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Mulligan sees he has gone too far with his teasing and condescension–more to the point, he is aware that dissheveled and depressed as Stephen may seem now, he has enormous potential as a writer, at least as a crafter of epigrams, and he wants to be on the right side of that power. He suggests that Stephen could probably get some money out of Haines for the ‘cracked lookingglass of a servant” idea, and he tries to enlist Stephen in his program to “Hellenise” Ireland. [Rob’s transformation of Mulligan into a Greek Apollo is just a taste of what the comics format can do for this book.]
What would it mean to “Hellenise” Ireland? A few pages ago I brought up the identity crisis of Ireland at the turn of the century–should it turn backwards to Irish history for its culture? Should it accept its place as a British capital? Mulligan’s interest in the Greeks (mumble your innuendo here) suggests a nominal interest in democracy, but a democracy of aristocrats, with a vibrant and metropolitan culture rooted in the ancient world. Doesn’t sound so bad. The Modernists were fascinated with the classical world–we are, after all, reading a book that is a descendant of the central story of ancient Greece. One of the significant intellectual forces propelling Modernism in the arts was the discovery of the original site of Troy in 1870 (so the Iliad is based on a real place and a real war! wild!).
So why isn’t Stephen interested? Because it is still looking backwards? Because there’s too much of a state power in it? Because it’s based on aristocratic and class-driven institutions? Joyce famously thought that the best kind of government to live under was a decaying and ineffectual empire–because it stayed out of his life and his work. His character Robert Hand, in the 1918 play Exiles, says ““If Ireland is to become a new Ireland, she must first become European.” Robert Hand is based, in part, on Gogarty and should not necessarily be taken to speak for Joyce or Stephen Dedalus, but the line shows the pattern of thought at work here. Who does Ireland become in order to become something new and independent?
You see in the last panel of this page a moment of Stephen’s inner thought, just as you did a few pages ago when he was thinking about his mother. Mulligan’s reference to the “ragging” he gave Clive Kempthorpe is obscure, but Rob’s interpretation gives you the sense of what it’s about. So what’s with all the sexual threat here?
Hmmn. Here’s an interesting tidbit. The black & white page Mike has posted here, and his comments on it, are from an earlier version that leaves off quite a bit of Stephen’s internal monlogue, most notably; “Cranly’s arm” and the “fears the lancet of my art…” passages. These are two really important things to edit out of that version and, believe me, it wasn’t easy.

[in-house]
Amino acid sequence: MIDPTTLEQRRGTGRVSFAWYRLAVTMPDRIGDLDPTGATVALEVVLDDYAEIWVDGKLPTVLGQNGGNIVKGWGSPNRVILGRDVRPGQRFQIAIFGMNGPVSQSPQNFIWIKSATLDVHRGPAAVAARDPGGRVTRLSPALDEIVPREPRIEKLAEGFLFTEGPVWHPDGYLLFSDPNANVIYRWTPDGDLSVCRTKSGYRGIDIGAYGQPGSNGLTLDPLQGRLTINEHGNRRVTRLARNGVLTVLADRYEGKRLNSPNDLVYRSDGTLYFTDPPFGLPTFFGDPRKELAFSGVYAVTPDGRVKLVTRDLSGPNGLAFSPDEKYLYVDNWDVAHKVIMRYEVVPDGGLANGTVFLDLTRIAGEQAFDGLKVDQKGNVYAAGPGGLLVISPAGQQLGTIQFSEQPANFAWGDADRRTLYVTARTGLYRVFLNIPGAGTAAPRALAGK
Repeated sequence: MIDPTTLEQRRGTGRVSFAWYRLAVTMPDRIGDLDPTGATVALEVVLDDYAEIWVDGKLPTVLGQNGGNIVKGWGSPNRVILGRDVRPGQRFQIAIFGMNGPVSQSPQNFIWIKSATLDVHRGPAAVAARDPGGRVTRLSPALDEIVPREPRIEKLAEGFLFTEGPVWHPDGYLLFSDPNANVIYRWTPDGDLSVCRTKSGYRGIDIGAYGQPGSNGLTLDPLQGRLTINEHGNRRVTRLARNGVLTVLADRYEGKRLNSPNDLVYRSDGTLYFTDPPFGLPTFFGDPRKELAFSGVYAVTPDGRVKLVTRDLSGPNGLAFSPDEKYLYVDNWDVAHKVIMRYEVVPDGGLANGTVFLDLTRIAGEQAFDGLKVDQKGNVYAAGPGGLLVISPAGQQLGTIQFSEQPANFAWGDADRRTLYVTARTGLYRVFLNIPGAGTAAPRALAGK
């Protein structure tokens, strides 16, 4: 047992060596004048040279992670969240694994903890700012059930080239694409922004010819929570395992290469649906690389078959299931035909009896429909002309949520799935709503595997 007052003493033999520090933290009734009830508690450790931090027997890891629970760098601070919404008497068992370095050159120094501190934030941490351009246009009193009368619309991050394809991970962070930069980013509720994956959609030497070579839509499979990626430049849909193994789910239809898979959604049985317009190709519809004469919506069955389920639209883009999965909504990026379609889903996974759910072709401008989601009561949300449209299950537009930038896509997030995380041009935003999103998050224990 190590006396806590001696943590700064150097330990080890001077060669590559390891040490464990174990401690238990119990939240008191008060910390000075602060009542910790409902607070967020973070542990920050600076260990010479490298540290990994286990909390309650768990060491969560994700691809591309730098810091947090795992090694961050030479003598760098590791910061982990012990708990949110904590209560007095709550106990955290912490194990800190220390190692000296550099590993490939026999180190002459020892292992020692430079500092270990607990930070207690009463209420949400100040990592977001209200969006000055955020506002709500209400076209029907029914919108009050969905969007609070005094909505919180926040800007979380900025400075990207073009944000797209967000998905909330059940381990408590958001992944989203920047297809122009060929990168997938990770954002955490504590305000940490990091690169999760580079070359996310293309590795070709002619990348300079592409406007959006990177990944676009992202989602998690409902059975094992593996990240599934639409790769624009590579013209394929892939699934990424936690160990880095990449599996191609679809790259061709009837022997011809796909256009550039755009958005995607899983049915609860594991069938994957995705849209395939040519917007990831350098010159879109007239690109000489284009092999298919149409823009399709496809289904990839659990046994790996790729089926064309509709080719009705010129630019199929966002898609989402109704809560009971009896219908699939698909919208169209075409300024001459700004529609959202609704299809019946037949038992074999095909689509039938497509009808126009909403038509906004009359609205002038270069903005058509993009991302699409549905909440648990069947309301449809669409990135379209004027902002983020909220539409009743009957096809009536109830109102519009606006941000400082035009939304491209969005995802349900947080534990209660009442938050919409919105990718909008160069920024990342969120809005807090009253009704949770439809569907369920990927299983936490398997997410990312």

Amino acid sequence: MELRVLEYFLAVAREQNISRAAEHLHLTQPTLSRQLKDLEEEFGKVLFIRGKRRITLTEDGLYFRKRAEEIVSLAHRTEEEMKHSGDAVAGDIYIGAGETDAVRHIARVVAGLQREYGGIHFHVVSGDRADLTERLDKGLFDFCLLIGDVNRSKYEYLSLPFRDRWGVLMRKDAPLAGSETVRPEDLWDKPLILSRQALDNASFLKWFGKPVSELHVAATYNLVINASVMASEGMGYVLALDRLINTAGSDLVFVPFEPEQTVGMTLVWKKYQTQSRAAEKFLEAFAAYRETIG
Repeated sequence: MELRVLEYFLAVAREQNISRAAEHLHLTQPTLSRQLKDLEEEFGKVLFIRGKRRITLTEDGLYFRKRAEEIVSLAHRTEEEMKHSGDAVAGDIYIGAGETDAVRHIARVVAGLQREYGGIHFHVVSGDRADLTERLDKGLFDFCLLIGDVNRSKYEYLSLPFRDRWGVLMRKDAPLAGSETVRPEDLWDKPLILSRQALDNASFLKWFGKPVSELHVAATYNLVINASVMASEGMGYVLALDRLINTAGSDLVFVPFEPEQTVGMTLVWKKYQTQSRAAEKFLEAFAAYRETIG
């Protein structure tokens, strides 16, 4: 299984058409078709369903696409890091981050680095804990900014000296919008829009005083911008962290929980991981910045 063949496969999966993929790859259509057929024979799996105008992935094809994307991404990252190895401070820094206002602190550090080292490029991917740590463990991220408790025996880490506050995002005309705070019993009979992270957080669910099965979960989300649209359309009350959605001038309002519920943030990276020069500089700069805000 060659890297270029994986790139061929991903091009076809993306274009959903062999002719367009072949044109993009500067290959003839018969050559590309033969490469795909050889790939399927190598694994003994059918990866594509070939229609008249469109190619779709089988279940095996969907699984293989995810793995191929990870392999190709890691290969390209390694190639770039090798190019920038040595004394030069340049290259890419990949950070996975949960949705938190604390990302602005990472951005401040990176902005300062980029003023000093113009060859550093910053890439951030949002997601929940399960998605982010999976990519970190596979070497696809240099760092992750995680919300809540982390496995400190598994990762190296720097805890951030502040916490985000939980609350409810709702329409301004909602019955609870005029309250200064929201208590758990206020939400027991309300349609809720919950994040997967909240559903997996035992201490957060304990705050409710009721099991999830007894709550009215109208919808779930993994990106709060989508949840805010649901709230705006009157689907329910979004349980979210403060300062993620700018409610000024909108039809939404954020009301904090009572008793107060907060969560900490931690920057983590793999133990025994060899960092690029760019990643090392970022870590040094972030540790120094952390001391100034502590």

This is because in an earlier stage we weren’t sure about how the comic might interface with the annotations and I felt that these passages, particularly the one related to characters in PORTRAIT OF THE ARTIST, too oblique too early in the comic for new readers to contend with. Now, however, with the annotations directly attached to the page, we have the opportunity to make a more complete representation of the novel’s content. Really, this is right about the moment, the very moment, in the project when we knew we were making something other than just a comicbook adaptation and I’m really happy for all it allows me to do as an artist.
So, who was Cranly anyway? Cranly is a fairly prominent character in Joyce’s *Portrait of the Artist as a Young Man.* He is one of Stephen Dedalus’ most loyal friends, but there is also a physical dimension/attraction between them both. By the time Stephen embraces his future as an artist, he realizes he has to discard Cranly as a friend. Stephen’s flashback here has been read to suggest a sexual, or even simply intimate, dimension to Mulligan’s gesture (that Stephen fears). His thoughts of the debagging of Clive Kempthorpe make some greater sense in this context.
It was clearly an option for Stephen (or for Joyce), to go over to London, like a good provincial should, to make his literary fortune. It was also an option for him to adopt the set of prevailing attitudes towards art (Arnold-Ruskin-Pater-Swinburne-Wilde-Beardsley) current in this English-speaking
One of the obvious functions (indeed virtually the only function) of Mulligan is to make this set of options absolutely clear, both by embodying them himself, and making clear that he expects to “convert” the wild and moody Irishmen sharing his castle to the same general set (e.g. to adopt Arnold’s civilizing mission to “hellenize” the island.)
Wilde was Mulligan’s model in all this, as he was Gogarty’s. He had made his name by winning a famous English literary prize and had gone on to fame and fortune (and, of course, disgrace!)
But even though Stephen has clearly rejected this career model it is possible that he still shares Wilde’s aestheticism. But even
this is seriously open to question. He had been more inclined in that direction at an earlier age, but is much less so now, it seems to me. At this point he is on a serious quest for a more adequate set of tools. We can see this more clearly in Proteus than here.